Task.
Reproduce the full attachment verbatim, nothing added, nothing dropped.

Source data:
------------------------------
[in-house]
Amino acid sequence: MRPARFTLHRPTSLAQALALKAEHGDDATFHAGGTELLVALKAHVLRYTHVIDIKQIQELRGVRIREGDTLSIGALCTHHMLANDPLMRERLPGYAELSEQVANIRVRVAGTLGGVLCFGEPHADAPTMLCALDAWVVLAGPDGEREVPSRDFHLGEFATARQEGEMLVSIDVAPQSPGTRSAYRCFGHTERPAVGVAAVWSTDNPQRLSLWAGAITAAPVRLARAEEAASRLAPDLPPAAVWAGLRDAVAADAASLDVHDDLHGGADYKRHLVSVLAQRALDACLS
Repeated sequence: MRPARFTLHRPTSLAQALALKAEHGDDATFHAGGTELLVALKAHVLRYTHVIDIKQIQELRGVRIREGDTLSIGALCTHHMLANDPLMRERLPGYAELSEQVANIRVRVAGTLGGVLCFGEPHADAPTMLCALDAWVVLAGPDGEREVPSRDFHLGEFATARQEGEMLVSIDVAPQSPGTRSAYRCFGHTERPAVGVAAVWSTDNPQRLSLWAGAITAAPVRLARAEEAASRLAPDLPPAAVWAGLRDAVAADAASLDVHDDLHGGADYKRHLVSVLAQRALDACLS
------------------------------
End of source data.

[in-house]
Amino acid sequence: MRPARFTLHRPTSLAQALALKAEHGDDATFHAGGTELLVALKAHVLRYTHVIDIKQIQELRGVRIREGDTLSIGALCTHHMLANDPLMRERLPGYAELSEQVANIRVRVAGTLGGVLCFGEPHADAPTMLCALDAWVVLAGPDGEREVPSRDFHLGEFATARQEGEMLVSIDVAPQSPGTRSAYRCFGHTERPAVGVAAVWSTDNPQRLSLWAGAITAAPVRLARAEEAASRLAPDLPPAAVWAGLRDAVAADAASLDVHDDLHGGADYKRHLVSVLAQRALDACLS
Repeated sequence: MRPARFTLHRPTSLAQALALKAEHGDDATFHAGGTELLVALKAHVLRYTHVIDIKQIQELRGVRIREGDTLSIGALCTHHMLANDPLMRERLPGYAELSEQVANIRVRVAGTLGGVLCFGEPHADAPTMLCALDAWVVLAGPDGEREVPSRDFHLGEFATARQEGEMLVSIDVAPQSPGTRSAYRCFGHTERPAVGVAAVWSTDNPQRLSLWAGAITAAPVRLARAEEAASRLAPDLPPAAVWAGLRDAVAADAASLDVHDDLHGGADYKRHLVSVLAQRALDACLS